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How involved do you get in playground squabbles?

(16 Posts)
rickman Tue 12-Jul-05 15:55:50

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rickman Tue 12-Jul-05 16:51:20

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kid Tue 12-Jul-05 16:54:24

I work at DD's school so I always get involved.
I have found DD to be really moany today so she has been told of a few times by me.

What sort of things do you mean? If I'm not at work, I tend to stand back and see how DD handles the situation. If she needs help, I'll step in.

Not sure how I would feel another parent telling my child off though TBH.

spidermama Tue 12-Jul-05 16:56:24

On the whole I think things are best left, unless your dd has asked for your imput. Even then, go in with care. We had an awful situation which seemed to escalate and I found myself wishing I hadn't got involved.

soapbox Tue 12-Jul-05 17:00:32

Provide support to DD and mentor her on tactics if she asks for it

If things going badly awry, get other friends over for tea a few times to help cement her with a group of girls again.

If she is being mean to others, always get her to think about how she would feel if it were her etc etc.

rickman Tue 12-Jul-05 17:00:40

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QueenEagle Tue 12-Jul-05 17:05:56

Erm, can we have that in English rickman? lol

I am friends with a woman but our two ds's don't really see eye to eye. They will play together when we visit each other but don't tend to when they are at school. Generally I would say not to get involved with your kids' when they fall out with their friends. They will work it out for themselves. I only step in if things get nasty.

I don't think you should force your dd to play with someone if they really don't want to. And I feel it would be unfair of your friend to expect it too. Can you have a word with your friend? Would she be approachable in this way?

trefusis Tue 12-Jul-05 17:09:24

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kid Tue 12-Jul-05 17:10:36

I followed it but I still don't know the answer!

It sounds like your friend is being immature, you can't tell your DD who she should and shouldn't play with.

How long as this problem been going on?

Cam Tue 12-Jul-05 17:27:25

Parents should definitely not get involved as it usually escalates to become a problem between the parents. Its best for the parent to speak to the class teacher if there is an issue.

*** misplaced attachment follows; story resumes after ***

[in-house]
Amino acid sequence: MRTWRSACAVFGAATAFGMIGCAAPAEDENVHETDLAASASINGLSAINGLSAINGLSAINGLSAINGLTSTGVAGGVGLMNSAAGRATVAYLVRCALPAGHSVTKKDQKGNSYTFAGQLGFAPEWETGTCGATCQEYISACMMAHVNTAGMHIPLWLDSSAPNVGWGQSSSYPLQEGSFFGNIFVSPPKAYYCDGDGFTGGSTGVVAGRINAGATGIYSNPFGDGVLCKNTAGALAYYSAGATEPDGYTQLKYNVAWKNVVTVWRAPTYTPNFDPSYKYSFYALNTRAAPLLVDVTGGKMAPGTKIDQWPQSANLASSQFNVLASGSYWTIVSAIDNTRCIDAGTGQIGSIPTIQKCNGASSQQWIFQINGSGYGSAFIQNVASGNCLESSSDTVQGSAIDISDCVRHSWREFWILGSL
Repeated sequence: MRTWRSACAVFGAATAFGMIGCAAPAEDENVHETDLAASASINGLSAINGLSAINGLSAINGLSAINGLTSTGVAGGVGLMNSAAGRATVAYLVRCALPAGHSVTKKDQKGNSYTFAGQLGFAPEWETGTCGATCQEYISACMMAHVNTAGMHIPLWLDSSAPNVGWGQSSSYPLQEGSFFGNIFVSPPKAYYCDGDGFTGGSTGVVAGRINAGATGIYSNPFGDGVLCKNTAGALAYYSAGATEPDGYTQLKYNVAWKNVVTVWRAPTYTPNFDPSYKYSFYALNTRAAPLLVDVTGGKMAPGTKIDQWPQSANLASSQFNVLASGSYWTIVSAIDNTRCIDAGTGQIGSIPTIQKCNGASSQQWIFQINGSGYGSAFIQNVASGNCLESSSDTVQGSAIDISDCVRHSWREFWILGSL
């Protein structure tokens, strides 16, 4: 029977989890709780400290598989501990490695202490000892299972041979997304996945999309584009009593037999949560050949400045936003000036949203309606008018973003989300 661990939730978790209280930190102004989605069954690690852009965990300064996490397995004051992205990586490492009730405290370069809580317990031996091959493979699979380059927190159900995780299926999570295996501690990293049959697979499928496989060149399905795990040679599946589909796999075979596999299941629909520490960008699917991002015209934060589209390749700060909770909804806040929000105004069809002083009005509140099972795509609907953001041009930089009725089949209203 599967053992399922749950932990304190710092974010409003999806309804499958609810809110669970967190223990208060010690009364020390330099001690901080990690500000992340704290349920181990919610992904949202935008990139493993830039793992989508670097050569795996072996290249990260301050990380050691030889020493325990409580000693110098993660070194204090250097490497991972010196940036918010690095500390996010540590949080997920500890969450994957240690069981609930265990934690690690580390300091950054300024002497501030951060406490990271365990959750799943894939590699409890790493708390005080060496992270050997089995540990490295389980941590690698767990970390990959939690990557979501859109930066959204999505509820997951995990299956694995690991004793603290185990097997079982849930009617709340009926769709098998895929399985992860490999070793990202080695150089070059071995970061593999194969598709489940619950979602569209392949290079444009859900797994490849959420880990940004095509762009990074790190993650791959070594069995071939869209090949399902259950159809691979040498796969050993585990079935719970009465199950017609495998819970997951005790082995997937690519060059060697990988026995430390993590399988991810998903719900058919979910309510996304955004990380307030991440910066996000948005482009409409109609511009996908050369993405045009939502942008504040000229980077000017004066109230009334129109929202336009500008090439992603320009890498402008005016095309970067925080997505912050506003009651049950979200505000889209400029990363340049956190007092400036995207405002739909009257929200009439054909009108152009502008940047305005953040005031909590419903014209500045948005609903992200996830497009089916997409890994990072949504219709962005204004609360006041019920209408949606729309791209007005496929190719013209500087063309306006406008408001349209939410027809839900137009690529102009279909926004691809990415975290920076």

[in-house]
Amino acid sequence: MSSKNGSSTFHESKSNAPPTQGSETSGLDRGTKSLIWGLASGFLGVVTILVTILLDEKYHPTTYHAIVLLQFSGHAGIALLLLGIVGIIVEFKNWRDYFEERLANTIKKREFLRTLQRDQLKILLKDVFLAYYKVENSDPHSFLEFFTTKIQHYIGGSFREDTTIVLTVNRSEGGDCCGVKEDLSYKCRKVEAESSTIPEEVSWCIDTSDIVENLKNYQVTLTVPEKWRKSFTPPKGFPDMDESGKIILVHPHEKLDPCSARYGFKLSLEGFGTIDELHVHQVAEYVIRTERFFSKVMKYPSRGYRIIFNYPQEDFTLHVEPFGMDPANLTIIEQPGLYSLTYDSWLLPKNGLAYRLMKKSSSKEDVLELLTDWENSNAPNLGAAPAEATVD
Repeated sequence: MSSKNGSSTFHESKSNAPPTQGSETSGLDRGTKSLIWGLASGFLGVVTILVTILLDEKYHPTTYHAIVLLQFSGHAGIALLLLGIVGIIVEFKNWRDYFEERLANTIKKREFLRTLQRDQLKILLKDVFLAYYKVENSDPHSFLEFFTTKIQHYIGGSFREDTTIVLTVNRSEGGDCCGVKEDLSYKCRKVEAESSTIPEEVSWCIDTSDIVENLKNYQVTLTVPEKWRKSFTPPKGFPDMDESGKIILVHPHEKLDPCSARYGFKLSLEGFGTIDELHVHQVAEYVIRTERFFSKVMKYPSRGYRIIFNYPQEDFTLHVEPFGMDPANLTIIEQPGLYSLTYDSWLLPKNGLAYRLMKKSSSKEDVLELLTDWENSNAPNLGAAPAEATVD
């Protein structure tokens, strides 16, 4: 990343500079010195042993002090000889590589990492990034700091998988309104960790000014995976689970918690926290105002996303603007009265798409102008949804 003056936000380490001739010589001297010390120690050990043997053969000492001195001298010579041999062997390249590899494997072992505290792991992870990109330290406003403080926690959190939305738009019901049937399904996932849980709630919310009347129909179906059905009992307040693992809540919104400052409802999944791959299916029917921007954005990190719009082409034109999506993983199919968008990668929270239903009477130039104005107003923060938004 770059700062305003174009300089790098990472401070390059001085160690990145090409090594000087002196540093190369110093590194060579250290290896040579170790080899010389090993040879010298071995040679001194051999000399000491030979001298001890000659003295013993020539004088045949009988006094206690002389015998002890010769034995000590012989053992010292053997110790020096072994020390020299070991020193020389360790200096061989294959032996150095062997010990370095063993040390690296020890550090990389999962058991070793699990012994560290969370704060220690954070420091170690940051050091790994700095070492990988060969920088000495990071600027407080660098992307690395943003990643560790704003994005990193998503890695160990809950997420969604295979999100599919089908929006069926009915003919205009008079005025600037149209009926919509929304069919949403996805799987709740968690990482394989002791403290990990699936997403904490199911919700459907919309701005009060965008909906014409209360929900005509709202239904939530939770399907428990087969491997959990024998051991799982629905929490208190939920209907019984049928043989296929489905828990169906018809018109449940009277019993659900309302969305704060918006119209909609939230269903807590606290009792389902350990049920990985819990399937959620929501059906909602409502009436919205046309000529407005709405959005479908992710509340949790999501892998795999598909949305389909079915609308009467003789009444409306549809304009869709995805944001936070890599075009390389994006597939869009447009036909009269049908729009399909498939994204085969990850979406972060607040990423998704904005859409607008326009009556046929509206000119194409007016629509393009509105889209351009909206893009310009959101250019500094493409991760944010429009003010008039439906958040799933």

Let me guess how old the girls are? Year 2 (poss Year 3?)

rickman Tue 12-Jul-05 17:31:07

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rickman Tue 12-Jul-05 17:31:54

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MarsLady Tue 12-Jul-05 17:32:19

kids or adults?


I don't get involved with either!

Cam Tue 12-Jul-05 17:38:39

Ah well, I can trot out that hoary old saying then, "It's their age....."

Unfortunately most girls have to go through this phase, it genuinely is all part of the learning how to get on with each other process.

It is also genuinely best if the mums involved can just smile ruefully, say "girls, who'd have 'em?" and let them sort it out (unless there is real bullying or cruelty).

They will have different best friends every day although some will have more domineering personalities than others and try to control others (so, a mini-version of adult life).

Not much help at the time you're going through it except to keep boosting your own child's confidence.

rickman Tue 12-Jul-05 18:03:01

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MarsLady Tue 12-Jul-05 18:20:17

Having now read this thread properly....

I tend not to get involved in the children's friendships (even if I don't like the friends). I find that they tend to sort themselves out in the end. They change the friends that they play with so often. Also, I think that they only rebel against us if we try to force their friendship choices.

Maybe she lied cos she thought you might be upset that your friend is your friend but that things aren't quite so rosy with her and the dd?

hth

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